As he pushes to pass his spending blueprint this week, Senate Budget Chairman Kent Conrad (D-N.D.) is having a tough time balancing his core principles against the pressure of delivering for a popular Democratic president.
Though Conrad is no stranger to writing budget resolutions he did it for the past two years under a George W. Bush White House this is the first time in his career that hes also been in charge of helping shepherd through the Senate an ambitious Democratic agenda that actually has a chance of being enacted. And so far, the raised stakes have clearly put the longtime deficit hawk in an uncomfortable position.
Hes got the consistency of his principles ... but whats different is hes got a Democratic president, one senior Senate Democratic aide said.
Conrads strong belief in deficit and debt reduction has made him perhaps the most vocal and public face of Democratic dissent over President Barack Obamas budget plan. And the chairman has come under fire from some in his own party for slashing spending and refusing to use fast-track budget maneuvers to protect the presidents top priorities health care reform, global warming legislation and boosts in education funding.
At the same time, the four-term Senator seems almost resigned to the fact that he might get rolled on those issues once his budget meets up with a House-passed budget in an upcoming bicameral conference committee.
You know Ive got an obligation that the critics dont have. Ive got an obligation to get something passed, and so I have to listen to everybody, Conrad said Tuesday. I have to listen to those who want more spending, I have to listen to those who want less, and I have to try to be sufficiently aware that I can actually produce something that can pass. And I think Ive done that.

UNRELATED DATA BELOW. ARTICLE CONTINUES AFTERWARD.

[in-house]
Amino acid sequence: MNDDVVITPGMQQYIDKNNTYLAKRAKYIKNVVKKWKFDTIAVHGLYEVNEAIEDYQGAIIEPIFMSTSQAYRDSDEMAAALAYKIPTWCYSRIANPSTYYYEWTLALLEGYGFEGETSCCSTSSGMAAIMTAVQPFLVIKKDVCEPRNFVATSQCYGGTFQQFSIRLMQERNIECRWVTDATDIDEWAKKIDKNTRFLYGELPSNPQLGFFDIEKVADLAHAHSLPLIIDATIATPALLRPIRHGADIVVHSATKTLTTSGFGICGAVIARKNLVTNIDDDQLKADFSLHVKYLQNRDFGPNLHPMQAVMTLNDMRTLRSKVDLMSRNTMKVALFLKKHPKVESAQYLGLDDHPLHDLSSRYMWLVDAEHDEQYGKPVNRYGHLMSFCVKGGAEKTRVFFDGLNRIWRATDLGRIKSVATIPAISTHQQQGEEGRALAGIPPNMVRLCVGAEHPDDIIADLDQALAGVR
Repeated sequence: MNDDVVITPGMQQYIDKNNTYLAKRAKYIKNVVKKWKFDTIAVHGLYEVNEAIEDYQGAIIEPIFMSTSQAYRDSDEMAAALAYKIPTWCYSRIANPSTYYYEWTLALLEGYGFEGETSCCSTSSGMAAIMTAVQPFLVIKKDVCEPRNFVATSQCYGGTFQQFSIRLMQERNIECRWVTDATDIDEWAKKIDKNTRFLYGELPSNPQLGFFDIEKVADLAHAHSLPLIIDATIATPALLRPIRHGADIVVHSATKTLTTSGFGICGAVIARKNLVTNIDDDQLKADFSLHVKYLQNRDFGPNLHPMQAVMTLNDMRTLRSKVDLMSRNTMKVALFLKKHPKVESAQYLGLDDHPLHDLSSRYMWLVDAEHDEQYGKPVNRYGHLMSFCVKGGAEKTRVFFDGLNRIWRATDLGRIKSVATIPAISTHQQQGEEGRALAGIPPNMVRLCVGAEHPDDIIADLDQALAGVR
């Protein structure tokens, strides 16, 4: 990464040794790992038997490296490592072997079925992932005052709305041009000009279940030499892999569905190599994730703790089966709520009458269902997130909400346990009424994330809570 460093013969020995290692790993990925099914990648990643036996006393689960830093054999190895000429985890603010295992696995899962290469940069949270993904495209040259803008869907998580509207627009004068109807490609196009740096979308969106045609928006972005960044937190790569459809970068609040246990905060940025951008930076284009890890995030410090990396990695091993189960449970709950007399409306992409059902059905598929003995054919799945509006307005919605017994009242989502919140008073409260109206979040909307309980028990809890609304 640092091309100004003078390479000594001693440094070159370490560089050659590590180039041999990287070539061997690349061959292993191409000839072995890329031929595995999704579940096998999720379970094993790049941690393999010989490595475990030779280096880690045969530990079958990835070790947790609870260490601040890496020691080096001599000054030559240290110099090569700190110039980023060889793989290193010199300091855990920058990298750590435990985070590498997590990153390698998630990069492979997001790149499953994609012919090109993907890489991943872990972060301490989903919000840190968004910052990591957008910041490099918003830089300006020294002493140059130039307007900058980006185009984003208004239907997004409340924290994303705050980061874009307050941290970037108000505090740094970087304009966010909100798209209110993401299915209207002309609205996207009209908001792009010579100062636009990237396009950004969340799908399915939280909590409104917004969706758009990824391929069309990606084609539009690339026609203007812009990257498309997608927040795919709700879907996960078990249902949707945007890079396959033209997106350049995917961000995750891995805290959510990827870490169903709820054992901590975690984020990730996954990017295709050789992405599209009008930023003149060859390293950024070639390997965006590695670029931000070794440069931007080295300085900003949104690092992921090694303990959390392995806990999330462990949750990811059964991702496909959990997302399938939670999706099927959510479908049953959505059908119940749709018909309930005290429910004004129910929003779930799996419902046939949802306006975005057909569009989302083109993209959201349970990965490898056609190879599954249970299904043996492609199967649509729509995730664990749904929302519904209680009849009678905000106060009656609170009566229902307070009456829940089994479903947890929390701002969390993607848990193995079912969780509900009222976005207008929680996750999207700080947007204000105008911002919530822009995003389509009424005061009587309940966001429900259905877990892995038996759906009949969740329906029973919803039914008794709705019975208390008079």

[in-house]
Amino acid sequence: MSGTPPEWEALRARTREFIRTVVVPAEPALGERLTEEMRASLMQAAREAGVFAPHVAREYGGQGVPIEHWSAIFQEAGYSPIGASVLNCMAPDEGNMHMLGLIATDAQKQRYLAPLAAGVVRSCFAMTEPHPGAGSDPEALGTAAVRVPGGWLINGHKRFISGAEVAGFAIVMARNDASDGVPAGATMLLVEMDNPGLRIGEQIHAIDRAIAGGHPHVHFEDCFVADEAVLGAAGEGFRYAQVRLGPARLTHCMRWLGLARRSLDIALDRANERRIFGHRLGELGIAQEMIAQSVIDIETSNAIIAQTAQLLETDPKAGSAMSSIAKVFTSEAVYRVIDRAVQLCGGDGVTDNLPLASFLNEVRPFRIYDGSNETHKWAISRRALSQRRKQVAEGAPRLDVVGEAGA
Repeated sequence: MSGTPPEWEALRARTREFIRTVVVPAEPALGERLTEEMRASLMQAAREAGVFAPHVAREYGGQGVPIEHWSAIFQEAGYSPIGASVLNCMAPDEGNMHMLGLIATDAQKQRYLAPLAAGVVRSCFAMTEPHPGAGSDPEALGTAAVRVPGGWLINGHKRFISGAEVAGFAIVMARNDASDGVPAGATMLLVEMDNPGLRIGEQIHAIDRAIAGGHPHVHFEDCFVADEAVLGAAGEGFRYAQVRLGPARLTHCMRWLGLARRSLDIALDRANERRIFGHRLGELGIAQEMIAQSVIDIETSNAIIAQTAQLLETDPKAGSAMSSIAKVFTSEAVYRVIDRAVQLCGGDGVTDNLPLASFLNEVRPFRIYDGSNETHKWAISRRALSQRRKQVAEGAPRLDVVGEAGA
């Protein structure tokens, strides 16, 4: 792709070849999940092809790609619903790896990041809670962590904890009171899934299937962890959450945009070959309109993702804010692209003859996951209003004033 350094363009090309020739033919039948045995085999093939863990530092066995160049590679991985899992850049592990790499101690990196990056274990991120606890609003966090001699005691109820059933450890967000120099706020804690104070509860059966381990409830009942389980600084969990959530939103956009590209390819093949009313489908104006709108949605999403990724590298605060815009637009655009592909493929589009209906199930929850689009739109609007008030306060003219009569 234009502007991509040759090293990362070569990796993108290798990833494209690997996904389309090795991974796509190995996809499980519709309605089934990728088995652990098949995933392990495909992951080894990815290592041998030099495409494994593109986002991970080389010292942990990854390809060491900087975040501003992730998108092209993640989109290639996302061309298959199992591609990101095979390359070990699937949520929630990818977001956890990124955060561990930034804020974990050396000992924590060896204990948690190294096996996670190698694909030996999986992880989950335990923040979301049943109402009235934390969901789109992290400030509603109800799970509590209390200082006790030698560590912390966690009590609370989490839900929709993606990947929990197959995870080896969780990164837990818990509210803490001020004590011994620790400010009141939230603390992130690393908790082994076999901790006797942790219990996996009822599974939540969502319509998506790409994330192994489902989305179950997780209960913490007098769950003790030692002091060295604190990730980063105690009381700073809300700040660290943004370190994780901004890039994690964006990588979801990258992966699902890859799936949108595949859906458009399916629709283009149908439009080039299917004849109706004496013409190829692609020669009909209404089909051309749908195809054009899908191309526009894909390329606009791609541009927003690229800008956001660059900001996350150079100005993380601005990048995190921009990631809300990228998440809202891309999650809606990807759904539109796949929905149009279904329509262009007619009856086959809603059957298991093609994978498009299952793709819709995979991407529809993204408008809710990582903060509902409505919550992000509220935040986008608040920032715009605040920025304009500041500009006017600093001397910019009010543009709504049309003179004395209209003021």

Belying his stature as Budget chairman, however, Conrad seemed to suggest one day earlier that the White House, along with House and Senate Democratic leaders, would be the ultimate decision-makers when it comes to the final 2010 budget plan.
I dont control the outcome of the conference. You know? Im a participant, but I dont control the outcome, Conrad told reporters.
But he warned on Tuesday that, People want to change things, and I said yesterday, they change them at their peril because that may create a resolution that cannot pass.
A longtime critic of the Bush administrations use of budget gimmickry, Conrads difficulties in writing a budget that actually matters were compounded last month when the nonpartisan Congressional Budget Office whose projections Congress uses to write spending outlines came out with a markedly different outlook for the countrys fiscal health than did Obamas Office of Management and Budget. The CBO predicted that the Obama budget was off by a whopping $2.3 trillion in its deficit estimates.
Kents put in a very bad position of trying to reconcile an economy thats continuing to go down but yet keep the presidents priorities. And I think hes done that, Sen. Debbie Stabenow (D-Mich.) said.